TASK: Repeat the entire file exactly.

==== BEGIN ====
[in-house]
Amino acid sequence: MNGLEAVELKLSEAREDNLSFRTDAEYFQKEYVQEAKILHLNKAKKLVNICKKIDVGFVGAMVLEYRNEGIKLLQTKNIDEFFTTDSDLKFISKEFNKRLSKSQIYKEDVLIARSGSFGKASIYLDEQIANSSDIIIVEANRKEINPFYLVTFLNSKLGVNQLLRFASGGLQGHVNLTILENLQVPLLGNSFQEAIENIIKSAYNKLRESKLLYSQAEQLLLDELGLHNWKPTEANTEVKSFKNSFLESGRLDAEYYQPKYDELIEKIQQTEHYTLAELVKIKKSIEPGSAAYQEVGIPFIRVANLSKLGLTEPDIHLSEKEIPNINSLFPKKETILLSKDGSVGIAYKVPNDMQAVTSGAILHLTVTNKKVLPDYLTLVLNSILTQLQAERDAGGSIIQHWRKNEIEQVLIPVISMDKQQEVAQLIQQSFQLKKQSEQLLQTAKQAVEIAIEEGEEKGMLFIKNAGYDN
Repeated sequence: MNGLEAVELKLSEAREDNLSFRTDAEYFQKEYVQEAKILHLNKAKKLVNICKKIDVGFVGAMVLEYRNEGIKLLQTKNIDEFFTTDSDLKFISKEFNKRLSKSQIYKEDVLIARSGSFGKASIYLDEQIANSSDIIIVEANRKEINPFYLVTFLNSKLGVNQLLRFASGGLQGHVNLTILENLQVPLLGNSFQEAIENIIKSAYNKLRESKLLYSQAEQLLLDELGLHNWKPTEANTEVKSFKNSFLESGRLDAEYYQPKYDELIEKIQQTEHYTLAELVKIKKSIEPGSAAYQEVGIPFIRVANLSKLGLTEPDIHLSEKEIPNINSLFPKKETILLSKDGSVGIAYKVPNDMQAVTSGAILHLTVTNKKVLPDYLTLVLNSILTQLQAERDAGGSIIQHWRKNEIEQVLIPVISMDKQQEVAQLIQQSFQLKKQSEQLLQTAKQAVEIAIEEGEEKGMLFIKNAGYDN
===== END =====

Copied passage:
[in-house]
Amino acid sequence: MNGLEAVELKLSEAREDNLSFRTDAEYFQKEYVQEAKILHLNKAKKLVNICKKIDVGFVGAMVLEYRNEGIKLLQTKNIDEFFTTDSDLKFISKEFNKRLSKSQIYKEDVLIARSGSFGKASIYLDEQIANSSDIIIVEANRKEINPFYLVTFLNSKLGVNQLLRFASGGLQGHVNLTILENLQVPLLGNSFQEAIENIIKSAYNKLRESKLLYSQAEQLLLDELGLHNWKPTEANTEVKSFKNSFLESGRLDAEYYQPKYDELIEKIQQTEHYTLAELVKIKKSIEPGSAAYQEVGIPFIRVANLSKLGLTEPDIHLSEKEIPNINSLFPKKETILLSKDGSVGIAYKVPNDMQAVTSGAILHLTVTNKKVLPDYLTLVLNSILTQLQAERDAGGSIIQHWRKNEIEQVLIPVISMDKQQEVAQLIQQSFQLKKQSEQLLQTAKQAVEIAIEEGEEKGMLFIKNAGYDN
Repeated sequence: MNGLEAVELKLSEAREDNLSFRTDAEYFQKEYVQEAKILHLNKAKKLVNICKKIDVGFVGAMVLEYRNEGIKLLQTKNIDEFFTTDSDLKFISKEFNKRLSKSQIYKEDVLIARSGSFGKASIYLDEQIANSSDIIIVEANRKEINPFYLVTFLNSKLGVNQLLRFASGGLQGHVNLTILENLQVPLLGNSFQEAIENIIKSAYNKLRESKLLYSQAEQLLLDELGLHNWKPTEANTEVKSFKNSFLESGRLDAEYYQPKYDELIEKIQQTEHYTLAELVKIKKSIEPGSAAYQEVGIPFIRVANLSKLGLTEPDIHLSEKEIPNINSLFPKKETILLSKDGSVGIAYKVPNDMQAVTSGAILHLTVTNKKVLPDYLTLVLNSILTQLQAERDAGGSIIQHWRKNEIEQVLIPVISMDKQQEVAQLIQQSFQLKKQSEQLLQTAKQAVEIAIEEGEEKGMLFIKNAGYDN